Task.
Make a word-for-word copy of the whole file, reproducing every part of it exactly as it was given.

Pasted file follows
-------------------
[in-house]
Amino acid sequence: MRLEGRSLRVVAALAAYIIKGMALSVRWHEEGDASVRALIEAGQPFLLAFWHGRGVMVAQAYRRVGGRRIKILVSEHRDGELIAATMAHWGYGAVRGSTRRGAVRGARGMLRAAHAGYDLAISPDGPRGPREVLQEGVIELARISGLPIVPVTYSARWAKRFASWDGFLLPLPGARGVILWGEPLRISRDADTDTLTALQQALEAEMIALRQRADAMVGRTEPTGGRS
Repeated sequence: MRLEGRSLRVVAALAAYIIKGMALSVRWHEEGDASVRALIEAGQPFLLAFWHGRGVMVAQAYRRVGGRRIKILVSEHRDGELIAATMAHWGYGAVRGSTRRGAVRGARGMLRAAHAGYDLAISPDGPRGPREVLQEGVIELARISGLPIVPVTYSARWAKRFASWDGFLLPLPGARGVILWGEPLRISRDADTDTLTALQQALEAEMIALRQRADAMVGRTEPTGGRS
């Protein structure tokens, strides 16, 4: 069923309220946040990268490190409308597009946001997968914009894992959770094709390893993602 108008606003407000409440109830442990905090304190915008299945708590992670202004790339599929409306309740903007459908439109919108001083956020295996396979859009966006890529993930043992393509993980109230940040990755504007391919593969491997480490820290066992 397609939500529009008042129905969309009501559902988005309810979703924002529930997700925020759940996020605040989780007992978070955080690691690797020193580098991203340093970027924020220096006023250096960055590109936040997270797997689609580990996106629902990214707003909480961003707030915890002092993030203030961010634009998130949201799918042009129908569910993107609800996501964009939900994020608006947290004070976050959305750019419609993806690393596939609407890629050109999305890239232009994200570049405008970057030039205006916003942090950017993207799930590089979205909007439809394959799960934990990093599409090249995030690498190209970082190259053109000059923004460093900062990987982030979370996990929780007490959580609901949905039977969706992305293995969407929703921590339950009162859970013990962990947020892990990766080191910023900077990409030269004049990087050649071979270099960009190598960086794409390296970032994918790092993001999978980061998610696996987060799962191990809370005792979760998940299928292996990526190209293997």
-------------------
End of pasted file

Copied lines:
[in-house]
Amino acid sequence: MRLEGRSLRVVAALAAYIIKGMALSVRWHEEGDASVRALIEAGQPFLLAFWHGRGVMVAQAYRRVGGRRIKILVSEHRDGELIAATMAHWGYGAVRGSTRRGAVRGARGMLRAAHAGYDLAISPDGPRGPREVLQEGVIELARISGLPIVPVTYSARWAKRFASWDGFLLPLPGARGVILWGEPLRISRDADTDTLTALQQALEAEMIALRQRADAMVGRTEPTGGRS
Repeated sequence: MRLEGRSLRVVAALAAYIIKGMALSVRWHEEGDASVRALIEAGQPFLLAFWHGRGVMVAQAYRRVGGRRIKILVSEHRDGELIAATMAHWGYGAVRGSTRRGAVRGARGMLRAAHAGYDLAISPDGPRGPREVLQEGVIELARISGLPIVPVTYSARWAKRFASWDGFLLPLPGARGVILWGEPLRISRDADTDTLTALQQALEAEMIALRQRADAMVGRTEPTGGRS
């Protein structure tokens, strides 16, 4: 069923309220946040990268490190409308597009946001997968914009894992959770094709390893993602 108008606003407000409440109830442990905090304190915008299945708590992670202004790339599929409306309740903007459908439109919108001083956020295996396979859009966006890529993930043992393509993980109230940040990755504007391919593969491997480490820290066992 397609939500529009008042129905969309009501559902988005309810979703924002529930997700925020759940996020605040989780007992978070955080690691690797020193580098991203340093970027924020220096006023250096960055590109936040997270797997689609580990996106629902990214707003909480961003707030915890002092993030203030961010634009998130949201799918042009129908569910993107609800996501964009939900994020608006947290004070976050959305750019419609993806690393596939609407890629050109999305890239232009994200570049405008970057030039205006916003942090950017993207799930590089979205909007439809394959799960934990990093599409090249995030690498190209970082190259053109000059923004460093900062990987982030979370996990929780007490959580609901949905039977969706992305293995969407929703921590339950009162859970013990962990947020892990990766080191910023900077990409030269004049990087050649071979270099960009190598960086794409390296970032994918790092993001999978980061998610696996987060799962191990809370005792979760998940299928292996990526190209293997």